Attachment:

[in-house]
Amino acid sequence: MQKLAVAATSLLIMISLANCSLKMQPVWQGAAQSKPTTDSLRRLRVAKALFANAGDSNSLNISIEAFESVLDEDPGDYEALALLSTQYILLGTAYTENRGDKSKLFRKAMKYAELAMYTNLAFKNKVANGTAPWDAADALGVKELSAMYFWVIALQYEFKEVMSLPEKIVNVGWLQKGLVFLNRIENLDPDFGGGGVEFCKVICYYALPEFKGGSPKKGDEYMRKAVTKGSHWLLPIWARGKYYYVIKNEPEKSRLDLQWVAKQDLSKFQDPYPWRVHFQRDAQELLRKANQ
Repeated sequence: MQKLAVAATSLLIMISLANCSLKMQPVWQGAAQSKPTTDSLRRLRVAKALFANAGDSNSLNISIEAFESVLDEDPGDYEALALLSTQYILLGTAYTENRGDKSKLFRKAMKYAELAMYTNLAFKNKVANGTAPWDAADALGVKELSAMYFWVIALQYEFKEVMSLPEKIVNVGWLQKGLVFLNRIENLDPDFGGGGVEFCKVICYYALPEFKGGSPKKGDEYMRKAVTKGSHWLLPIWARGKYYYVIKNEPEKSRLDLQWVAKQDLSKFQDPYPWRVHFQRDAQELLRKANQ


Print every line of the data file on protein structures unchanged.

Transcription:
[in-house]
Amino acid sequence: MQKLAVAATSLLIMISLANCSLKMQPVWQGAAQSKPTTDSLRRLRVAKALFANAGDSNSLNISIEAFESVLDEDPGDYEALALLSTQYILLGTAYTENRGDKSKLFRKAMKYAELAMYTNLAFKNKVANGTAPWDAADALGVKELSAMYFWVIALQYEFKEVMSLPEKIVNVGWLQKGLVFLNRIENLDPDFGGGGVEFCKVICYYALPEFKGGSPKKGDEYMRKAVTKGSHWLLPIWARGKYYYVIKNEPEKSRLDLQWVAKQDLSKFQDPYPWRVHFQRDAQELLRKANQ
Repeated sequence: MQKLAVAATSLLIMISLANCSLKMQPVWQGAAQSKPTTDSLRRLRVAKALFANAGDSNSLNISIEAFESVLDEDPGDYEALALLSTQYILLGTAYTENRGDKSKLFRKAMKYAELAMYTNLAFKNKVANGTAPWDAADALGVKELSAMYFWVIALQYEFKEVMSLPEKIVNVGWLQKGLVFLNRIENLDPDFGGGGVEFCKVICYYALPEFKGGSPKKGDEYMRKAVTKGSHWLLPIWARGKYYYVIKNEPEKSRLDLQWVAKQDLSKFQDPYPWRVHFQRDAQELLRKANQ